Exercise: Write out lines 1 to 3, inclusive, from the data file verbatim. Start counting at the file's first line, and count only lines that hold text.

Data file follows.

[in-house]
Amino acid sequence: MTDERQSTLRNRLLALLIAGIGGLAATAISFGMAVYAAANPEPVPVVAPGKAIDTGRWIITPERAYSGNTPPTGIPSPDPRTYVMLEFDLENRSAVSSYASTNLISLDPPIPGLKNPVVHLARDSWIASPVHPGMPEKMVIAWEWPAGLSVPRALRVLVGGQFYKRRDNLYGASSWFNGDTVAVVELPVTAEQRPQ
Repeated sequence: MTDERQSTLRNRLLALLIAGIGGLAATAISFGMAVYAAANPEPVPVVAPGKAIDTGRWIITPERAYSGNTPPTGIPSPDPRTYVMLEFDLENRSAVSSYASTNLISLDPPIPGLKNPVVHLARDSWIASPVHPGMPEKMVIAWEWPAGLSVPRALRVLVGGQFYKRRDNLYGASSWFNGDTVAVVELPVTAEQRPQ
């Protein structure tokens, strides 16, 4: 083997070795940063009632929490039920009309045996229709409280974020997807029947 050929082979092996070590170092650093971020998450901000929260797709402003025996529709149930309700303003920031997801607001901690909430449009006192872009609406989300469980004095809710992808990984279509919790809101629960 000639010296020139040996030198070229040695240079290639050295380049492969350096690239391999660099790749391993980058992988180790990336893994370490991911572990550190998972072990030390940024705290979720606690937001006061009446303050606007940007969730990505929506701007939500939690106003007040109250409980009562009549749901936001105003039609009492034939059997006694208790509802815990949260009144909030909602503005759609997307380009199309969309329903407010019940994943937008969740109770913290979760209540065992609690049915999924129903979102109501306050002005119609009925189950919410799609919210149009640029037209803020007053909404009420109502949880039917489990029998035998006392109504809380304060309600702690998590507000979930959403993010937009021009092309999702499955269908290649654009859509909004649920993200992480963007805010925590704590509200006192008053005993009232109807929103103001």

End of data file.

[in-house]
Amino acid sequence: MTDERQSTLRNRLLALLIAGIGGLAATAISFGMAVYAAANPEPVPVVAPGKAIDTGRWIITPERAYSGNTPPTGIPSPDPRTYVMLEFDLENRSAVSSYASTNLISLDPPIPGLKNPVVHLARDSWIASPVHPGMPEKMVIAWEWPAGLSVPRALRVLVGGQFYKRRDNLYGASSWFNGDTVAVVELPVTAEQRPQ
Repeated sequence: MTDERQSTLRNRLLALLIAGIGGLAATAISFGMAVYAAANPEPVPVVAPGKAIDTGRWIITPERAYSGNTPPTGIPSPDPRTYVMLEFDLENRSAVSSYASTNLISLDPPIPGLKNPVVHLARDSWIASPVHPGMPEKMVIAWEWPAGLSVPRALRVLVGGQFYKRRDNLYGASSWFNGDTVAVVELPVTAEQRPQ